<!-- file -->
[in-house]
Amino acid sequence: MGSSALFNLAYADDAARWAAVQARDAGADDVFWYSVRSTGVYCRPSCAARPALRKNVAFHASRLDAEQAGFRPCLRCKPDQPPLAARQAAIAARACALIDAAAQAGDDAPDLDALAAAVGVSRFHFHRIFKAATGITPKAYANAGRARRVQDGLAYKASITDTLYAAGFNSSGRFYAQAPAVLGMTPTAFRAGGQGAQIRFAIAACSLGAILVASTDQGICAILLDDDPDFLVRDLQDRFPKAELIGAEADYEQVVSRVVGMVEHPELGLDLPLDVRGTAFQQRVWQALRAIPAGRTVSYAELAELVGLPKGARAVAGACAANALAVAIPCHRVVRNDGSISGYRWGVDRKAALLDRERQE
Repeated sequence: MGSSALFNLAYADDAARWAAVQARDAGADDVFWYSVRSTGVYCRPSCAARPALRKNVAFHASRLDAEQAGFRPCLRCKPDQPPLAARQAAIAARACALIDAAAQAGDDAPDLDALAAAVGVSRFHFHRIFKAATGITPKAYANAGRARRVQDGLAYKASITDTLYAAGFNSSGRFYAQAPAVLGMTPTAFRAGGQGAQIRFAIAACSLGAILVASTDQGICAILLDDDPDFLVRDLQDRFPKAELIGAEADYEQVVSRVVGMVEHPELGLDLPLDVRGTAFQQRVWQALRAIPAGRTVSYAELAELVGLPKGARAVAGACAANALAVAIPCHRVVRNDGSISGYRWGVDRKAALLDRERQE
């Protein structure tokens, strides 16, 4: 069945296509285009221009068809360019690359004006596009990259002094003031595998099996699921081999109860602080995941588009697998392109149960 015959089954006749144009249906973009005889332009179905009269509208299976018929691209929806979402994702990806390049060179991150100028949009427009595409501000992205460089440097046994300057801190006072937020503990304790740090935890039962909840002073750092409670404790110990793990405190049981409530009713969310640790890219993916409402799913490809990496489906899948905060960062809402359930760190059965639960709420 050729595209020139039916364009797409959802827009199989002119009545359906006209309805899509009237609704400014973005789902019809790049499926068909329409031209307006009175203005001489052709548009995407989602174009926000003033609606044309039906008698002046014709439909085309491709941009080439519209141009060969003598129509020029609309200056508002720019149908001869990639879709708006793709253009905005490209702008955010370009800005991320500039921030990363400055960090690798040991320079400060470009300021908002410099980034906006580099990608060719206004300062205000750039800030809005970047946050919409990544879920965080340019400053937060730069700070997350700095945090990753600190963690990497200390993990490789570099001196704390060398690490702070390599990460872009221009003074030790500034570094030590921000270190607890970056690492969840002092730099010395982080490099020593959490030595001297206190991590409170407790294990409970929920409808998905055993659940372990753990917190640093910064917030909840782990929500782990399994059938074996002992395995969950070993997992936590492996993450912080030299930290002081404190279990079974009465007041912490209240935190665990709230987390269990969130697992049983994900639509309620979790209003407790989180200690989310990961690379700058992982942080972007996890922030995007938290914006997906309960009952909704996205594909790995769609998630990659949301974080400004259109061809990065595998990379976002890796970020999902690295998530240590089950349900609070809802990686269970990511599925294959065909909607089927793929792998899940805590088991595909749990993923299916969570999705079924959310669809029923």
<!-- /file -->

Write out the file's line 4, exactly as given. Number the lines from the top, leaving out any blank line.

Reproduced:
């Protein structure tokens, strides 16, 4: 069945296509285009221009068809360019690359004006596009990259002094003031595998099996699921081999109860602080995941588009697998392109149960 015959089954006749144009249906973009005889332009179905009269509208299976018929691209929806979402994702990806390049060179991150100028949009427009595409501000992205460089440097046994300057801190006072937020503990304790740090935890039962909840002073750092409670404790110990793990405190049981409530009713969310640790890219993916409402799913490809990496489906899948905060960062809402359930760190059965639960709420 050729595209020139039916364009797409959802827009199989002119009545359906006209309805899509009237609704400014973005789902019809790049499926068909329409031209307006009175203005001489052709548009995407989602174009926000003033609606044309039906008698002046014709439909085309491709941009080439519209141009060969003598129509020029609309200056508002720019149908001869990639879709708006793709253009905005490209702008955010370009800005991320500039921030990363400055960090690798040991320079400060470009300021908002410099980034906006580099990608060719206004300062205000750039800030809005970047946050919409990544879920965080340019400053937060730069700070997350700095945090990753600190963690990497200390993990490789570099001196704390060398690490702070390599990460872009221009003074030790500034570094030590921000270190607890970056690492969840002092730099010395982080490099020593959490030595001297206190991590409170407790294990409970929920409808998905055993659940372990753990917190640093910064917030909840782990929500782990399994059938074996002992395995969950070993997992936590492996993450912080030299930290002081404190279990079974009465007041912490209240935190665990709230987390269990969130697992049983994900639509309620979790209003407790989180200690989310990961690379700058992982942080972007996890922030995007938290914006997906309960009952909704996205594909790995769609998630990659949301974080400004259109061809990065595998990379976002890796970020999902690295998530240590089950349900609070809802990686269970990511599925294959065909909607089927793929792998899940805590088991595909749990993923299916969570999705079924959310669809029923």